Key legal actions and procedures
Relationships between CJEU and national courts
Issues of liability at state and EU level
National perspectives of EU membership
Methods of Teaching / Learning
The learning and teaching strategy is designed to complement the programme learning and teaching strategy in fostering knowledge and understanding and critical awareness of EU Law I topics through a diverse range of teaching methods. As such, students are offered learning and feedback opportunities through lectures, tutorials, online and in tutors’ consultation hours.
The learning and teaching methods include:
There are 31 taught hours on this module and 119 hours of independent study are expected in Semester 2.
The delivery format of the module is: one 2-hour lecture per week (11 weeks) and one 1-hour tutorial per week (9 weeks). The module delivery is supplemented by guided learning during Reading Week, guidance provided via the SurreyLearn module area, consultation hours during the Semester, and EU Law clinic office hours prior to the summative assessment.
The assessment strategy is designed to provide students with the opportunity to demonstrate their thorough understanding and analyse of EU constitutional law and the EU’s institutional framework.
The assessment addresses all learning outcomes listed above.
Formative assessment and feedback
The formative assessment focuses on the key principles which underpin all themes on the module, and which form a core element of the summative assessment.
Formative assessment is a mock exam undertaken during a tutorial mid-way through the module. Students are provided with three questions and must answer one question within one hour. Feedback can provided in the following fora: written feedback by tutors; written feedback via SurreyLearn; oral feedback by tutors; oral feedback by the Convenor in Revision lectures; oral feedback during office hours.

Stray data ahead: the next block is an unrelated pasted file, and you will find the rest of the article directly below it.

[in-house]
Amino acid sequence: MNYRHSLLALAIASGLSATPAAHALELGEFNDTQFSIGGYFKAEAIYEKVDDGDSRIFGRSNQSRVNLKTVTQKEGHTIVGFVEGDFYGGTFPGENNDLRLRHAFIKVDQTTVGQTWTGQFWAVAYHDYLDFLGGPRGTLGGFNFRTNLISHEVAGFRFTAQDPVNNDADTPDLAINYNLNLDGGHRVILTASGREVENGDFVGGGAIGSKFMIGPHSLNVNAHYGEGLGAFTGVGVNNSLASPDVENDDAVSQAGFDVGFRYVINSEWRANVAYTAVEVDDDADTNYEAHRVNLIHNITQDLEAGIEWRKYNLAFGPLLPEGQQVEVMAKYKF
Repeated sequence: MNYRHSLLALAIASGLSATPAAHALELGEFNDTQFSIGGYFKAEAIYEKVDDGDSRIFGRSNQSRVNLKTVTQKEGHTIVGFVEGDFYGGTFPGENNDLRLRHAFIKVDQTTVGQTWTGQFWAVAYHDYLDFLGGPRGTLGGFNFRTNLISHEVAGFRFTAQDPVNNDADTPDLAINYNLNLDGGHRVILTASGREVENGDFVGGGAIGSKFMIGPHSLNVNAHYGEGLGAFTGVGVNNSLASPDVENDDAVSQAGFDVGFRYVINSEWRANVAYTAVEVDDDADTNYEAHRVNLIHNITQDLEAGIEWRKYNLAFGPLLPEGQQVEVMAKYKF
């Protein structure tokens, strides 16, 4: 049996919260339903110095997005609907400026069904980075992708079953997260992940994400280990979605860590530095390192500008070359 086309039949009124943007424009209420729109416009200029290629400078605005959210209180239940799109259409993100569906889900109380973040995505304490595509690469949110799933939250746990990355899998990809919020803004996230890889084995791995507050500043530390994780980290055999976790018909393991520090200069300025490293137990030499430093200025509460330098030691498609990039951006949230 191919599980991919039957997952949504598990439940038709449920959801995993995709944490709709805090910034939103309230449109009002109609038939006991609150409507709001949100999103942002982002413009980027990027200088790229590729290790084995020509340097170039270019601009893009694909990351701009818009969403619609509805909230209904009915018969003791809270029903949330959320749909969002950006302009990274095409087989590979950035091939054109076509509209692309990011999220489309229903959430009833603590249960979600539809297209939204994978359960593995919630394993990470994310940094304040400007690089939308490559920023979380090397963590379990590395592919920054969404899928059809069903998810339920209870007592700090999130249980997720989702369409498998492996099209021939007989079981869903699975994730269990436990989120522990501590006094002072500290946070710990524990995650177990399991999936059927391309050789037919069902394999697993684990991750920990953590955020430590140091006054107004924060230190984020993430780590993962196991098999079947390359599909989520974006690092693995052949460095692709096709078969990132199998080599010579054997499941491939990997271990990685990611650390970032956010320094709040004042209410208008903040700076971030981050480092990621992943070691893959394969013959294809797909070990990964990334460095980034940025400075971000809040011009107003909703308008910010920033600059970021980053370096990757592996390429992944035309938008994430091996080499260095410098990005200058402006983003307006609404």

The summative assessment for this module consists of one 2-hour examination. Students are instructed to respond to three questions from a choice of six questions.
The summative assessment is designed to test a variety of the module’s learning outcomes, identifying and rewarding students’ analytical skills, demonstration of knowledge and critical thinking. This module encourages students not to see topics in isolation, and to creatively make connections between principles and themes on the course. The summative examination tests a selection of topics from the module, and in addressing them, students are encouraged to address themes from across the module.
Reading list for EU LAW I : http://aspire.surrey.ac.uk/modules/law2078
Programmes this module appears in
|Law (JD Pathway) LLB (Hons)||2||Compulsory||A weighted aggregate mark of 40% is required to pass the module|
Please note that the information detailed within this record is accurate at the time of publishing and may be subject to change. This record contains information for the most up to date version of the programme / module for the 2017/8 academic year.